I've started reading The Age of Sustainable Development by Columbia economics professor and special advisor to the UN, Jeffrey Sachs. Below is a short excerpt and graph from the first chapter of the book illustrating worldwide economic growth in per capita 1990 international dollars.

Essentially, the world experienced close to zero growth for the first 1750 years of recorded economic history and only began to really take off around 1750 in Britain with the Industrial Revolution. This is seen by the sharp rise in the curve of the graph below.

It's pretty remarkable that only 250 years ago, we would most likely be living at near subsistence levels with little wealth or financial security. Of course, this is still true for roughly one billion people on our planet, as this growth has mostly found its way to the developed countries of the west and Japan.

Another book, The Haves and the Have Nots, which I finished over the weekend calculated that 80% of your financial income and wealth can be estimated by the location and parents you are born from. That leaves roughly 20% of your lifetime income as a result of luck, work, and other factors. This helps to explain why so many migrant workers simply wish to change their location and emigrate to other countries where the location premium alone can add substantial amounts to their lifetime incomes and financial security.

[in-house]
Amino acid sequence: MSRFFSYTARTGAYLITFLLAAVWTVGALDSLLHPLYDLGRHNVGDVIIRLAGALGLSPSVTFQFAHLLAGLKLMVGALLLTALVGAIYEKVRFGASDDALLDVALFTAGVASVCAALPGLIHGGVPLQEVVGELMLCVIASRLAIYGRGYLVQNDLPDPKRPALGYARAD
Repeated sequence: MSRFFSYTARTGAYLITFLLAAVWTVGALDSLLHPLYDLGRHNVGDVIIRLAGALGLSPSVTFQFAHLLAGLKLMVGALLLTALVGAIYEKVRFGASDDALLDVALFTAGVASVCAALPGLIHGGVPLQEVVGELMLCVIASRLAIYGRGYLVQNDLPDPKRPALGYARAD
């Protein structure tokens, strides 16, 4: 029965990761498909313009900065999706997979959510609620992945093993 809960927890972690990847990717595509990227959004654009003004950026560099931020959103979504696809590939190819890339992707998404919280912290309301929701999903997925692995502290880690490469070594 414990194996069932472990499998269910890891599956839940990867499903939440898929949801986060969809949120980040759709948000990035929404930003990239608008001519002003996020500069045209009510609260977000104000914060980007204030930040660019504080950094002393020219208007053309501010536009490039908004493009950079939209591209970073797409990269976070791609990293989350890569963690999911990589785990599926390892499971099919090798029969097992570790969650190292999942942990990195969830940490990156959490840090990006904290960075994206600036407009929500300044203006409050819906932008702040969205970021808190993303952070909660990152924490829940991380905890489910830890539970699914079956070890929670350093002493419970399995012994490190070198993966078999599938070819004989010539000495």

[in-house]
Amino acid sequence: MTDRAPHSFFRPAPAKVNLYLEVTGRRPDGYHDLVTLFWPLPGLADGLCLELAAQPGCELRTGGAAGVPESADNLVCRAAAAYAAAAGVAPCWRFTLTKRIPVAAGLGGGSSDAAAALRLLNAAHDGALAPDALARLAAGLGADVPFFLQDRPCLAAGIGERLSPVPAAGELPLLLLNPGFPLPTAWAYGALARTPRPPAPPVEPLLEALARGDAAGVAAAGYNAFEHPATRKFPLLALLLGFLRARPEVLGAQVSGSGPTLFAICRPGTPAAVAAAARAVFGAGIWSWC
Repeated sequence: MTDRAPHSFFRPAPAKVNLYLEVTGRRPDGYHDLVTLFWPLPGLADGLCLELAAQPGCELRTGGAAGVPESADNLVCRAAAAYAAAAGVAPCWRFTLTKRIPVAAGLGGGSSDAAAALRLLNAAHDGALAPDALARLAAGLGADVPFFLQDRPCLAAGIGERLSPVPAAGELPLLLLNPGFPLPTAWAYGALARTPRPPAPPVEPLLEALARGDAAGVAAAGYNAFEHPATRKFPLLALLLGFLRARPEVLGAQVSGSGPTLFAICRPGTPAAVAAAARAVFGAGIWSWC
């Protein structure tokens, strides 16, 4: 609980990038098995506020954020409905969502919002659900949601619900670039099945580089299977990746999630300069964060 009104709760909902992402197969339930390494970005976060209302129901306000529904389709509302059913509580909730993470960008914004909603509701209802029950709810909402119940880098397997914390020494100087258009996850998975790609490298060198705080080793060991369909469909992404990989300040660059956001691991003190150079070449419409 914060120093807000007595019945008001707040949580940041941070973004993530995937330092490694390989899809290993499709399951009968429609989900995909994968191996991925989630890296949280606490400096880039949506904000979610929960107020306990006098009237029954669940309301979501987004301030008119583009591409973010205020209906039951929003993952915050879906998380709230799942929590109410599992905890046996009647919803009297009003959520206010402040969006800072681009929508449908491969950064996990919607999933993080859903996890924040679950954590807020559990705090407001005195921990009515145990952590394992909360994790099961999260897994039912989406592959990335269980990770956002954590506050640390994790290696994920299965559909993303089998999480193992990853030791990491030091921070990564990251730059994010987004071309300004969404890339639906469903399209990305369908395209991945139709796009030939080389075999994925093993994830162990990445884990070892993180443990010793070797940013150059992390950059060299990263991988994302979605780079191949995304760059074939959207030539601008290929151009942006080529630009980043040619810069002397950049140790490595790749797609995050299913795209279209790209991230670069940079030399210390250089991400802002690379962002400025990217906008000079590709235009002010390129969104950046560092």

Thursday, August 20, 2015

Reading Is a Better Deal than Harvard!

Greg Mankiw's Blog: Textbooks are a bargain
Compared with Harvard tuition, that is, according to Irwin Collier:

"Excerpts from the Harvard Catalogue for 1874-75 with principal texts.... Incidentally, one finds that annual fees for a full course load at Harvard ran $120/year and a copy of John Stuart Mill’s Principles cost $2.50. Cf. today’s price for N. Gregory Mankiw’s Economics which is $284.16. If tuition relative to the price of textbooks had remained unchanged (and the quality change of the Mankiw textbook relative to Mill’s textbook(!) were equal to the quality change of the Harvard undergraduate education today compared to that of 1874-75(!!)), Harvard tuition would only be about $13,600/year today instead of $45,278."

In other words, over the past 140 years, textbook prices have risen only 114-fold, whereas Harvard tuition has risen 377-fold.

Over this period, the CPI has risen 22-fold. So the real price of textbooks has increased about 5-fold, or a bit more than 1 percent per year.

Wednesday, August 19, 2015

New Maternity Leave Really About Incentives for Talent

Robert Reich (The Fraud of the New “Family-Friendly” Work)
First, these new policies apply only to a tiny group considered “talent” – highly educated and in high demand.
The second thing to know about the new family-friendly work policies is that relatively few talented millennials are taking advantage of them.